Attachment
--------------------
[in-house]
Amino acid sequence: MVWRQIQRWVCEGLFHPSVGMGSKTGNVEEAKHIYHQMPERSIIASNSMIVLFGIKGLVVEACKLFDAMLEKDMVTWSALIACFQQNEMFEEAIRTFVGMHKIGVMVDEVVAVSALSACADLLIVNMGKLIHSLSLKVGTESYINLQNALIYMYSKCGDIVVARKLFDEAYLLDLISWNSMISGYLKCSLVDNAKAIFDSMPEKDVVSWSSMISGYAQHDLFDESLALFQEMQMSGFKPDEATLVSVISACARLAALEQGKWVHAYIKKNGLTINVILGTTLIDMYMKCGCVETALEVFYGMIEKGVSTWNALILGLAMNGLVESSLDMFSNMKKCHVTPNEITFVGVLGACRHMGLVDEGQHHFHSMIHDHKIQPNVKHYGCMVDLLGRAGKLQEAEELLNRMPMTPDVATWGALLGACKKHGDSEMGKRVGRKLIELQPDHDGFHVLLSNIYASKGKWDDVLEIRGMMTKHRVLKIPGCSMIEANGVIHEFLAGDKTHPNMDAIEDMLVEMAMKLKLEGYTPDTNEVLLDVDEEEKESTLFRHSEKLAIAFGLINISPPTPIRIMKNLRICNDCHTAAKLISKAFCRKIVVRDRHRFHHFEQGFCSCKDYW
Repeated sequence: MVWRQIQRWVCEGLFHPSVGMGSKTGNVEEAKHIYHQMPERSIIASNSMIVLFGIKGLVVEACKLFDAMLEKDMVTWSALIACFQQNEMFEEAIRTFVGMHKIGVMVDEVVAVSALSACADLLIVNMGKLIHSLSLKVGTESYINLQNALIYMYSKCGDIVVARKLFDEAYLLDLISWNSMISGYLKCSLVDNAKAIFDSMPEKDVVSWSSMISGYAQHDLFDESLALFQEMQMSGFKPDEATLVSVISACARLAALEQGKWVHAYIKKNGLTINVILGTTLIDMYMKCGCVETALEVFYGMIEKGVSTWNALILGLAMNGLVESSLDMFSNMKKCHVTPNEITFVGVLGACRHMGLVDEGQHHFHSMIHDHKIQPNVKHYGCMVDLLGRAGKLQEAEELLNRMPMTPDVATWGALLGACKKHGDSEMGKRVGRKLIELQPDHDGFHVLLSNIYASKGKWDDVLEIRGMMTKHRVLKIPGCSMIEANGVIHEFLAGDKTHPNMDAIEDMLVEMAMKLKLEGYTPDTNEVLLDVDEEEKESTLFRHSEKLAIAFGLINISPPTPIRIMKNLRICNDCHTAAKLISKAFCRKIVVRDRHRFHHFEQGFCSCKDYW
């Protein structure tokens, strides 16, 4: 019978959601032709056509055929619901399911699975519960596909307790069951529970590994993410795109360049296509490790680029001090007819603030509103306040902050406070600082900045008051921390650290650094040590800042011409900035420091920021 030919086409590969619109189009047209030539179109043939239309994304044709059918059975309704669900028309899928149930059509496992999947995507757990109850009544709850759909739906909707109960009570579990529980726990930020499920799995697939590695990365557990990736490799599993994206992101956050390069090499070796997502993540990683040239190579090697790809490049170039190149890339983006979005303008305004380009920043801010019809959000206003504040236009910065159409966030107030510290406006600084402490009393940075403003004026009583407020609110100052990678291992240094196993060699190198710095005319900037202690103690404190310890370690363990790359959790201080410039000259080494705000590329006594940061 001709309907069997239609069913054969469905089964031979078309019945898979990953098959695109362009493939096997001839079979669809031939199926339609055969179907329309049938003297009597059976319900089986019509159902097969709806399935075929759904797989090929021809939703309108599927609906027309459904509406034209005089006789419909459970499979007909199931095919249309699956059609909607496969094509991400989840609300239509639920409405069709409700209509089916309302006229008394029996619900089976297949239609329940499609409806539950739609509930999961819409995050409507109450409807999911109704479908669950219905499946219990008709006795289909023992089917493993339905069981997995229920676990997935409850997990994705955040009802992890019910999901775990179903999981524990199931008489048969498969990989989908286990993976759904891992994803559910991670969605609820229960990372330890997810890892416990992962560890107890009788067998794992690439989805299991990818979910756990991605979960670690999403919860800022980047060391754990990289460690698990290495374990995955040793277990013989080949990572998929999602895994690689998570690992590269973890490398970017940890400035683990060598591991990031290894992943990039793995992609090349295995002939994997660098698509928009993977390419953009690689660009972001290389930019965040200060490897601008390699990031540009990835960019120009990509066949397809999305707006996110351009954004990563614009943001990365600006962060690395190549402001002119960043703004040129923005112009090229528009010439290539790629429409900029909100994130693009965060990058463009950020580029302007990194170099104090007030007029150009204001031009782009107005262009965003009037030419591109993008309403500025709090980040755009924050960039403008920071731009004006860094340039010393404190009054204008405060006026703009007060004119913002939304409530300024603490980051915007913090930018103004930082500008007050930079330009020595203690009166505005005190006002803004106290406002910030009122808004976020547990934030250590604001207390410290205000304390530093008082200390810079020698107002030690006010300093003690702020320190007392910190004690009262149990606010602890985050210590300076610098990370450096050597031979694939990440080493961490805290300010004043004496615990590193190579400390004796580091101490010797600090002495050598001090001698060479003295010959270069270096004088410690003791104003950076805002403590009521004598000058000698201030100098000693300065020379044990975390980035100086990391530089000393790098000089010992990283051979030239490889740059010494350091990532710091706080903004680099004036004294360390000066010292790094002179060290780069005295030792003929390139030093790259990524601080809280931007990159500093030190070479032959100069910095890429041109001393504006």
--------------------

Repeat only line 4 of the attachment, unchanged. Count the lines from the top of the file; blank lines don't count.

């Protein structure tokens, strides 16, 4: 019978959601032709056509055929619901399911699975519960596909307790069951529970590994993410795109360049296509490790680029001090007819603030509103306040902050406070600082900045008051921390650290650094040590800042011409900035420091920021 030919086409590969619109189009047209030539179109043939239309994304044709059918059975309704669900028309899928149930059509496992999947995507757990109850009544709850759909739906909707109960009570579990529980726990930020499920799995697939590695990365557990990736490799599993994206992101956050390069090499070796997502993540990683040239190579090697790809490049170039190149890339983006979005303008305004380009920043801010019809959000206003504040236009910065159409966030107030510290406006600084402490009393940075403003004026009583407020609110100052990678291992240094196993060699190198710095005319900037202690103690404190310890370690363990790359959790201080410039000259080494705000590329006594940061 001709309907069997239609069913054969469905089964031979078309019945898979990953098959695109362009493939096997001839079979669809031939199926339609055969179907329309049938003297009597059976319900089986019509159902097969709806399935075929759904797989090929021809939703309108599927609906027309459904509406034209005089006789419909459970499979007909199931095919249309699956059609909607496969094509991400989840609300239509639920409405069709409700209509089916309302006229008394029996619900089976297949239609329940499609409806539950739609509930999961819409995050409507109450409807999911109704479908669950219905499946219990008709006795289909023992089917493993339905069981997995229920676990997935409850997990994705955040009802992890019910999901775990179903999981524990199931008489048969498969990989989908286990993976759904891992994803559910991670969605609820229960990372330890997810890892416990992962560890107890009788067998794992690439989805299991990818979910756990991605979960670690999403919860800022980047060391754990990289460690698990290495374990995955040793277990013989080949990572998929999602895994690689998570690992590269973890490398970017940890400035683990060598591991990031290894992943990039793995992609090349295995002939994997660098698509928009993977390419953009690689660009972001290389930019965040200060490897601008390699990031540009990835960019120009990509066949397809999305707006996110351009954004990563614009943001990365600006962060690395190549402001002119960043703004040129923005112009090229528009010439290539790629429409900029909100994130693009965060990058463009950020580029302007990194170099104090007030007029150009204001031009782009107005262009965003009037030419591109993008309403500025709090980040755009924050960039403008920071731009004006860094340039010393404190009054204008405060006026703009007060004119913002939304409530300024603490980051915007913090930018103004930082500008007050930079330009020595203690009166505005005190006002803004106290406002910030009122808004976020547990934030250590604001207390410290205000304390530093008082200390810079020698107002030690006010300093003690702020320190007392910190004690009262149990606010602890985050210590300076610098990370450096050597031979694939990440080493961490805290300010004043004496615990590193190579400390004796580091101490010797600090002495050598001090001698060479003295010959270069270096004088410690003791104003950076805002403590009521004598000058000698201030100098000693300065020379044990975390980035100086990391530089000393790098000089010992990283051979030239490889740059010494350091990532710091706080903004680099004036004294360390000066010292790094002179060290780069005295030792003929390139030093790259990524601080809280931007990159500093030190070479032959100069910095890429041109001393504006």